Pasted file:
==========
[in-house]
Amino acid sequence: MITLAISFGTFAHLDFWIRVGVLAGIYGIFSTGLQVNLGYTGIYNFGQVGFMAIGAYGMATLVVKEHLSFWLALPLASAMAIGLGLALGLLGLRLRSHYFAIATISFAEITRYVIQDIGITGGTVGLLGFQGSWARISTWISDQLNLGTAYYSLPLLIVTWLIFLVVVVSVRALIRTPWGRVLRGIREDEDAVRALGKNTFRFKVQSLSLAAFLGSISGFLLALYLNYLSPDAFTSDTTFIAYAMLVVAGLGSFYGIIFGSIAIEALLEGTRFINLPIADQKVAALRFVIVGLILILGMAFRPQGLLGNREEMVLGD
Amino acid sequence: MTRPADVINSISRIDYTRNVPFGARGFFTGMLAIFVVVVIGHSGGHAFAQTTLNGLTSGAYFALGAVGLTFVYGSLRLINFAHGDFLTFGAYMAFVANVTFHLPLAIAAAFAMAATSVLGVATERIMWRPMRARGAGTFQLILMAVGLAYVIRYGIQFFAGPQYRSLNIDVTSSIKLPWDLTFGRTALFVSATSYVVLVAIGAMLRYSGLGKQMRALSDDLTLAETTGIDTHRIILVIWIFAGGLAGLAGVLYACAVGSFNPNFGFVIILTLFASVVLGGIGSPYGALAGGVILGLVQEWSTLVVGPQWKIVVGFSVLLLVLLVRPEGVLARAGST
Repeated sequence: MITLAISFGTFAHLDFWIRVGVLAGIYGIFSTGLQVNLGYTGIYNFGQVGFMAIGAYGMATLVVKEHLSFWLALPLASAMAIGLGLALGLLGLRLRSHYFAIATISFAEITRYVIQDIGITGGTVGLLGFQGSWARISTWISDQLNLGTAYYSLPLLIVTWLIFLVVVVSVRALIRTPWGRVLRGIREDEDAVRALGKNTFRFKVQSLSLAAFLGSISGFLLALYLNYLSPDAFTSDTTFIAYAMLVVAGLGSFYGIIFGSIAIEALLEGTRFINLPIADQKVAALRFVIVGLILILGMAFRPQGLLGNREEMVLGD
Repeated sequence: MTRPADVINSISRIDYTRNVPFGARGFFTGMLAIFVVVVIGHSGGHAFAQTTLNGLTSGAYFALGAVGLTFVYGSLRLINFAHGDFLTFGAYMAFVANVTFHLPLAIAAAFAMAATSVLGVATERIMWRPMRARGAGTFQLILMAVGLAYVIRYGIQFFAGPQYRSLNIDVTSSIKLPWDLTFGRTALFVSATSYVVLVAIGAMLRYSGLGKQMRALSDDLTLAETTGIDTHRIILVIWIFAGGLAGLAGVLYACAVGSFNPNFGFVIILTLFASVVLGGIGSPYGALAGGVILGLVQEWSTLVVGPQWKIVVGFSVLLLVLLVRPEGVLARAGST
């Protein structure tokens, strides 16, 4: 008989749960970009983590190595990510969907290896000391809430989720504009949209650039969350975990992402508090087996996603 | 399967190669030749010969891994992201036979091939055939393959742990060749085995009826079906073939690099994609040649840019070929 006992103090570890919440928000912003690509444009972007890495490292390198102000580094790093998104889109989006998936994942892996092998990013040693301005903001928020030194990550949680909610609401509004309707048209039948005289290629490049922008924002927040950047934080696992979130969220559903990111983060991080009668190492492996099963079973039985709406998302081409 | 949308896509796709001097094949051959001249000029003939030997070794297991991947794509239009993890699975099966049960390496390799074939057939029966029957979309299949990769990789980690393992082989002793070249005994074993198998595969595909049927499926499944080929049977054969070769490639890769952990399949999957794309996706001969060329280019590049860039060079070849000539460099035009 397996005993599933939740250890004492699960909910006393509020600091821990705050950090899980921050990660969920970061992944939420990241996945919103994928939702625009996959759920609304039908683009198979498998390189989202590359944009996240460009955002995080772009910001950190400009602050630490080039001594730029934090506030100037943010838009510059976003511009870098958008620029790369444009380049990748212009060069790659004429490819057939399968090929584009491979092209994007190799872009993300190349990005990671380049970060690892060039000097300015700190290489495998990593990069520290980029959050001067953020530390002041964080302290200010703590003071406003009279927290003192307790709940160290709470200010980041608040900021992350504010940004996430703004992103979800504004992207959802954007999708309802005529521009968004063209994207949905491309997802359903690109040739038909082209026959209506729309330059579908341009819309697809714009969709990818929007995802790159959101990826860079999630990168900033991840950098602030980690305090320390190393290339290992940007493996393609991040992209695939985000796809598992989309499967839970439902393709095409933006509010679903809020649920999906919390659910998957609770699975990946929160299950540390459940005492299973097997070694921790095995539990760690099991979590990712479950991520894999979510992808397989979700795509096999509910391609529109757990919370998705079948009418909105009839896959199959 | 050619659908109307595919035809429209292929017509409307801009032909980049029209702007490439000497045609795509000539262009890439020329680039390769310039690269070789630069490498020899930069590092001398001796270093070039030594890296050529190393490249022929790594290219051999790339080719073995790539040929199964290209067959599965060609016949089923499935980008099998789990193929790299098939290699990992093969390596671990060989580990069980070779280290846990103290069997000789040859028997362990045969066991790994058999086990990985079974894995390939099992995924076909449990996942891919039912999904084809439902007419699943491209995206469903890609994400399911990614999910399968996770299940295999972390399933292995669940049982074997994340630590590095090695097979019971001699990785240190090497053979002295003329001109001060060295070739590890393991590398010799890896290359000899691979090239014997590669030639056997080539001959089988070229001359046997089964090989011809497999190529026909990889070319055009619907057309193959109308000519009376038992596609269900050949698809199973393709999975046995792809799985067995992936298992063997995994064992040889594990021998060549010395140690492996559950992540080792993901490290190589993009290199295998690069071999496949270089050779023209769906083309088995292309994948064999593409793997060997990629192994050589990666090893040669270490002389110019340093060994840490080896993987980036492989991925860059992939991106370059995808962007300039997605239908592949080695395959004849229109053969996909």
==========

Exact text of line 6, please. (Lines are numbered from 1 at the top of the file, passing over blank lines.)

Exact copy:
């Protein structure tokens, strides 16, 4: 008989749960970009983590190595990510969907290896000391809430989720504009949209650039969350975990992402508090087996996603 | 399967190669030749010969891994992201036979091939055939393959742990060749085995009826079906073939690099994609040649840019070929 006992103090570890919440928000912003690509444009972007890495490292390198102000580094790093998104889109989006998936994942892996092998990013040693301005903001928020030194990550949680909610609401509004309707048209039948005289290629490049922008924002927040950047934080696992979130969220559903990111983060991080009668190492492996099963079973039985709406998302081409 | 949308896509796709001097094949051959001249000029003939030997070794297991991947794509239009993890699975099966049960390496390799074939057939029966029957979309299949990769990789980690393992082989002793070249005994074993198998595969595909049927499926499944080929049977054969070769490639890769952990399949999957794309996706001969060329280019590049860039060079070849000539460099035009 397996005993599933939740250890004492699960909910006393509020600091821990705050950090899980921050990660969920970061992944939420990241996945919103994928939702625009996959759920609304039908683009198979498998390189989202590359944009996240460009955002995080772009910001950190400009602050630490080039001594730029934090506030100037943010838009510059976003511009870098958008620029790369444009380049990748212009060069790659004429490819057939399968090929584009491979092209994007190799872009993300190349990005990671380049970060690892060039000097300015700190290489495998990593990069520290980029959050001067953020530390002041964080302290200010703590003071406003009279927290003192307790709940160290709470200010980041608040900021992350504010940004996430703004992103979800504004992207959802954007999708309802005529521009968004063209994207949905491309997802359903690109040739038909082209026959209506729309330059579908341009819309697809714009969709990818929007995802790159959101990826860079999630990168900033991840950098602030980690305090320390190393290339290992940007493996393609991040992209695939985000796809598992989309499967839970439902393709095409933006509010679903809020649920999906919390659910998957609770699975990946929160299950540390459940005492299973097997070694921790095995539990760690099991979590990712479950991520894999979510992808397989979700795509096999509910391609529109757990919370998705079948009418909105009839896959199959 | 050619659908109307595919035809429209292929017509409307801009032909980049029209702007490439000497045609795509000539262009890439020329680039390769310039690269070789630069490498020899930069590092001398001796270093070039030594890296050529190393490249022929790594290219051999790339080719073995790539040929199964290209067959599965060609016949089923499935980008099998789990193929790299098939290699990992093969390596671990060989580990069980070779280290846990103290069997000789040859028997362990045969066991790994058999086990990985079974894995390939099992995924076909449990996942891919039912999904084809439902007419699943491209995206469903890609994400399911990614999910399968996770299940295999972390399933292995669940049982074997994340630590590095090695097979019971001699990785240190090497053979002295003329001109001060060295070739590890393991590398010799890896290359000899691979090239014997590669030639056997080539001959089988070229001359046997089964090989011809497999190529026909990889070319055009619907057309193959109308000519009376038992596609269900050949698809199973393709999975046995792809799985067995992936298992063997995994064992040889594990021998060549010395140690492996559950992540080792993901490290190589993009290199295998690069071999496949270089050779023209769906083309088995292309994948064999593409793997060997990629192994050589990666090893040669270490002389110019340093060994840490080896993987980036492989991925860059992939991106370059995808962007300039997605239908592949080695395959004849229109053969996909």